Ofer Yizhar photographed war zones before he ever imaged a mouse brain.
Today, the former documentary photographer in the Israeli army is professor of neurobiology at the Weizmann Institute of Science in Rehovot, Israel, where he builds tools — such as engineered proteins and neural probes — to manipulate and monitor neural circuits using pulses of light.
Yizhar works at the forefront of a type of neurotechnology called two-photon optogenetics that enables researchers to stimulate and monitor neural circuits at the same time, including in moving mice. He uses this technology to study the neural circuits underlying autism and other complex conditions.
Yizhar became fascinated with neural engineering as a doctoral student at Tel Aviv University after reading a paper that discussed how to manipulate neurons in a fly using chemicals and light. By 2008, he was creating optogenetics tools to do the same in the mammalian brain during a post-doctoral fellowship in Karl Deisseroth’s lab at Stanford University in California.
Yizhar spoke with Spectrum about the books that kickstarted his interest in neuroscience, his long runs through the desert and how he outlines scientific papers to tell a story.
Spectrum: What did you do before you became a scientist?
Ofer Yizhar: I was sure that I was going to be a professional musician when I was in high school. I was a music major and played piano for many years — still do, but much less than I want to. Things changed for me, though. I went to the army for three years, because Israel has mandatory service, and I was less certain that music was right for me after that. Instead, I became a documentary military photographer in the army.
After leaving the army, I kept working as a photographer for some time and was certain that I’d be a professional photographer for the rest of my life. But then I got fed up with that, too. My interest in neuroscience began after I read two books, and a friend mentioned that there was a new kind of undergraduate program at the Hebrew University of Jerusalem for combining psychology and biology. That’s how I got into neurobiology when I was about 23 years old.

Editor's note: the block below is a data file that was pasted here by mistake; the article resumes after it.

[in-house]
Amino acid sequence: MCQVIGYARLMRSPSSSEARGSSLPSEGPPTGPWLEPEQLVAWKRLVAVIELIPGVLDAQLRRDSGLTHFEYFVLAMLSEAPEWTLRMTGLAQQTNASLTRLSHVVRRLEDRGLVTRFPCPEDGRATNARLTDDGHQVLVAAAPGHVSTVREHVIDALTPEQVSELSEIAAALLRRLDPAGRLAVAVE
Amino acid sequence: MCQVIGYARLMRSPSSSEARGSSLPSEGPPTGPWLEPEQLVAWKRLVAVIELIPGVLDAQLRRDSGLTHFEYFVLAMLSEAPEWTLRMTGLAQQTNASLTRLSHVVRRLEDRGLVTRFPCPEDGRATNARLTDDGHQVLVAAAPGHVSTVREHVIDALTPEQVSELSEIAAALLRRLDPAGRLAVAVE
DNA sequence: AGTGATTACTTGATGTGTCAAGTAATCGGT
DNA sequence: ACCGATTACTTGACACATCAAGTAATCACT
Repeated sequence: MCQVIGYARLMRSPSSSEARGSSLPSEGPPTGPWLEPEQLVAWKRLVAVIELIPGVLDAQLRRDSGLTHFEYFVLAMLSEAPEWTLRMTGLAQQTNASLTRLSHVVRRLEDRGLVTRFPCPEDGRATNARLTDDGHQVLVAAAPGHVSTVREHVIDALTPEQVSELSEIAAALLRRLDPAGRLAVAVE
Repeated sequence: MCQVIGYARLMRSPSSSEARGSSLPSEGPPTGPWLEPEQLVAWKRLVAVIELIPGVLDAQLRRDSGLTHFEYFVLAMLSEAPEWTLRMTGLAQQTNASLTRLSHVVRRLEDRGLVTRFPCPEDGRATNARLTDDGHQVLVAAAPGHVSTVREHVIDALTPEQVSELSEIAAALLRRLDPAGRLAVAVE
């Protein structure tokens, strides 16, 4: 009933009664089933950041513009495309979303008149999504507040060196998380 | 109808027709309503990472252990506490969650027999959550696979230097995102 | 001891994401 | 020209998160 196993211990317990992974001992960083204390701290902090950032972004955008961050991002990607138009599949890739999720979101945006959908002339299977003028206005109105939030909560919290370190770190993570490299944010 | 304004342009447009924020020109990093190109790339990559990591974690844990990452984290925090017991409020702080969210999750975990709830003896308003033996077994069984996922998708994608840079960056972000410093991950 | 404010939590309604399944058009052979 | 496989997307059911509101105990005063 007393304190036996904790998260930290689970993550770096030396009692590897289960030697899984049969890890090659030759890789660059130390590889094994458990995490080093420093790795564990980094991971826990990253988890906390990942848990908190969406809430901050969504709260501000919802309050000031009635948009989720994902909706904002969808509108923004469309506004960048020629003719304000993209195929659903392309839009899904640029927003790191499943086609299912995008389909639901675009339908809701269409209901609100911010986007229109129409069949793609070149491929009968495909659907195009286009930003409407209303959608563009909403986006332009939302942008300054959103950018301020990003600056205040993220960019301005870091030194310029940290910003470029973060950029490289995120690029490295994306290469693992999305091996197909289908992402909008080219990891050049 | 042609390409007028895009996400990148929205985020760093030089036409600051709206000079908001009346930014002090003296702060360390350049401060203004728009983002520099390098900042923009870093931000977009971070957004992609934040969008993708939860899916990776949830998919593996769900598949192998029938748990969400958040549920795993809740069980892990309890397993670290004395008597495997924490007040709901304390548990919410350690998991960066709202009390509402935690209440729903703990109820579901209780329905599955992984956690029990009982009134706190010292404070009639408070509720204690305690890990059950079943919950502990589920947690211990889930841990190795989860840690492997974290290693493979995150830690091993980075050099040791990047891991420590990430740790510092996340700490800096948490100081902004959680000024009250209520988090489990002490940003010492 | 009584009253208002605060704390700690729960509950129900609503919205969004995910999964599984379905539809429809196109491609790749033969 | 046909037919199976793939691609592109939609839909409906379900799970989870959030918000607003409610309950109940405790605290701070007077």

S: What were the two books?
OY: One is “The Man Who Mistook His Wife for a Hat,” by Oliver Sacks. That really caught my imagination — how the brain perceives the world, and how changes in the brain’s networks can lead to behavioral changes. The other book is by an Israeli scientist, Peretz Lavie. It’s called “The Enchanted World of Sleep.”
S: What ‘big question’ drives your research?
OY: For the past 15 years, I’ve been interested in optogenetics. Part of my group works on creating new tools for manipulating neural circuits. Specifically, we are improving techniques for manipulating the brain using light and genetic engineering, and we aim to use these techniques to address unmet needs for neuroscientists.
Another part of my group is using these optogenetics tools, along with behavioral analysis and brain activity recordings, to understand the mechanisms that govern complex behaviors such as social behavior, learning and decision making, and to try to understand the circuits that mediate these behaviors. We’ve been focusing a lot on the prefrontal cortex, which is involved in learning and social behaviors, because we understand few details regarding how these processes are achieved. What kinds of neuron populations drive what kinds of behaviors? How do changes in the connectivity of these neuron populations, or changes in their dynamics, lead to changes that are associated with psychiatric and developmental conditions such as autism?
S: Whose work do you admire?
OY: The earliest experiment that really inspired me to build tools for manipulating neural activity was by Gero Miesenböck at Oxford University in the United Kingdom. He published a paper in 2005 in which he engineered an elaborate system to modify neural activity in flies. It was kind of like optogenetics but required that substances be injected into the brain. He injected flies with molecules that, when combined with a receptor, could be used to modify the activity of an ‘escape’ neural circuit in the fly. So when he flashed light on these flies, they would flap their wings because this ‘escape’ circuit was being triggered by the light. That paper blew my mind and ignited my interest in doing neural engineering. I want to advance the technology to a point where we can easily influence or modify the activity of circuits in the brain so that we can ‘reverse engineer’ its circuits and understand them better.